Why are so many sticking with Java 8? "At some point, organizations are going to have to think about moving off Java 8," Thomas said, "but so far, none of the features in Java 8, 9, 10, 11, 12 or 13 have been compelling enough to get them moving. But my advice if you're building new Java applications: They should not be based on Java 8, but Java 11."
Thomas speculated that the subscription model could influence decisions in the enterprise about future commitments to Java.
"Java is a really nice, mature programming language," she said, "and it continues to be enormously popular for good reason. But Oracle's licensing is an issue for many of the organizations I talk to. Some of them are definitely reconsidering their Java commitments."
Thomas saw the writing on the wall for Java EE, now Eclipse Jakarta EE, at least a year before that startling standards-body hand-off. During a 2017 interview with ADTmag, she described Java EE as "overgrown and not right for cloud-native app development." And she advised those responsible for modernizing an enterprise's application infrastructure to "develop a strategy to deal with the obsolescence of Java EE and other three-tier application frameworks." She doesn't have higher hopes for Jakarta EE, even under the more involved stewardship of the Eclipse Foundation.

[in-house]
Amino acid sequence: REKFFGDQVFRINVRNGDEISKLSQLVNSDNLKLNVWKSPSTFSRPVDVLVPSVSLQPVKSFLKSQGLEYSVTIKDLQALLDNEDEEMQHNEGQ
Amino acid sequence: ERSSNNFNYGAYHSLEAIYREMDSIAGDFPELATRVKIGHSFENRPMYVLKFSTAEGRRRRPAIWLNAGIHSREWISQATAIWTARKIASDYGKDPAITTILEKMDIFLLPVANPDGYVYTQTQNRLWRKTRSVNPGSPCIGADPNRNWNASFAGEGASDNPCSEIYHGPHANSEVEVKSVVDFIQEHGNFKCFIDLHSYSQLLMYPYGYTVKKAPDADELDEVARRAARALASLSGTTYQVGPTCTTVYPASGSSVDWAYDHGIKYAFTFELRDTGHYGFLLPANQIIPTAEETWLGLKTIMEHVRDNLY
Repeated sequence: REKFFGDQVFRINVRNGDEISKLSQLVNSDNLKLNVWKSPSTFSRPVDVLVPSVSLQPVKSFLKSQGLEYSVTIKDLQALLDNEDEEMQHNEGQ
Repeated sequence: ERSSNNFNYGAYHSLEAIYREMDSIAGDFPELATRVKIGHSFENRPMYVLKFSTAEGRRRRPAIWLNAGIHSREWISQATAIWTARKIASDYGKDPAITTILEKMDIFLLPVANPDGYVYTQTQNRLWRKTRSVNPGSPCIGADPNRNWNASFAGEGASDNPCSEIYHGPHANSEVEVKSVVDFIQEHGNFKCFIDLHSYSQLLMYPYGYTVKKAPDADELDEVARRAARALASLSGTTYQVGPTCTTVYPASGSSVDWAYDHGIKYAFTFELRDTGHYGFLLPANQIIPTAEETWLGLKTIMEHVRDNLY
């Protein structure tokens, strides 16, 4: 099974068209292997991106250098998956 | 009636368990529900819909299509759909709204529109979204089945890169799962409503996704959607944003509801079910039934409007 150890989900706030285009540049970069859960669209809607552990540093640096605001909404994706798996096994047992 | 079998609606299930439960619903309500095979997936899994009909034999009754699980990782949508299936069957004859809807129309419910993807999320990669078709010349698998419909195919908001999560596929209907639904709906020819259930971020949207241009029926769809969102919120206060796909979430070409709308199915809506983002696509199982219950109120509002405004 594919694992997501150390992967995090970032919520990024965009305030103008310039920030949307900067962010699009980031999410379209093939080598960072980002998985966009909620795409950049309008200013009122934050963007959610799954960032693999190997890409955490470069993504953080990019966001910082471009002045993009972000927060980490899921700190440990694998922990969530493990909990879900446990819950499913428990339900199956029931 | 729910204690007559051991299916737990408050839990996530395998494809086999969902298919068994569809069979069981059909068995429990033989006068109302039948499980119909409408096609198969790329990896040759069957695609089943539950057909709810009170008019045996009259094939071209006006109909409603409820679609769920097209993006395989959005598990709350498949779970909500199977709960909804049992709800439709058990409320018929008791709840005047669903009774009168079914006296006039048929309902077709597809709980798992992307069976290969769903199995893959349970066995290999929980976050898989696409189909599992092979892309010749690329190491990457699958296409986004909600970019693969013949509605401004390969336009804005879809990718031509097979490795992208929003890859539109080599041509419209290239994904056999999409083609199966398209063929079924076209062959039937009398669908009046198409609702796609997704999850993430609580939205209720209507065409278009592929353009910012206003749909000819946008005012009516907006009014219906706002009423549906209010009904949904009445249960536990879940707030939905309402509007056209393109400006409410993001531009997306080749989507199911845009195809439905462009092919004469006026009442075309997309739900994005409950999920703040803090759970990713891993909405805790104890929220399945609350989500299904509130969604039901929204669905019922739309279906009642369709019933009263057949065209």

The Foundation released the Jakarta EE 8 specification last August with the primary goal of providing a version that is 100 percent compatible with Java EE 8. The plan for Jakarta 9, which was just announced, is to deliver a set of specifications that are functionally similar to Jakarta EE 8, but in the new jakarta.* namespace.
"It took three years to deal with the namespace issue," Thomas said. "Eclipse needed to do it, but they're now at parity with where we were five years ago."
Thomas pointed to a lack of innovation in such Java EE-based offerings as WebSphere, WebLogic and JBoss. "That's old technology and not where you should be targeting your applications anymore," she said.
Thomas does have high hopes for Quarkus, the Kubernetes-native Java framework Red Hat released last year, which is now compatible with the latest version of the Eclipse MicroProfile.
"MicroProfile is where it's at," she said.
Posted by John K. Waters on 01/28/2020 at 8:52 AM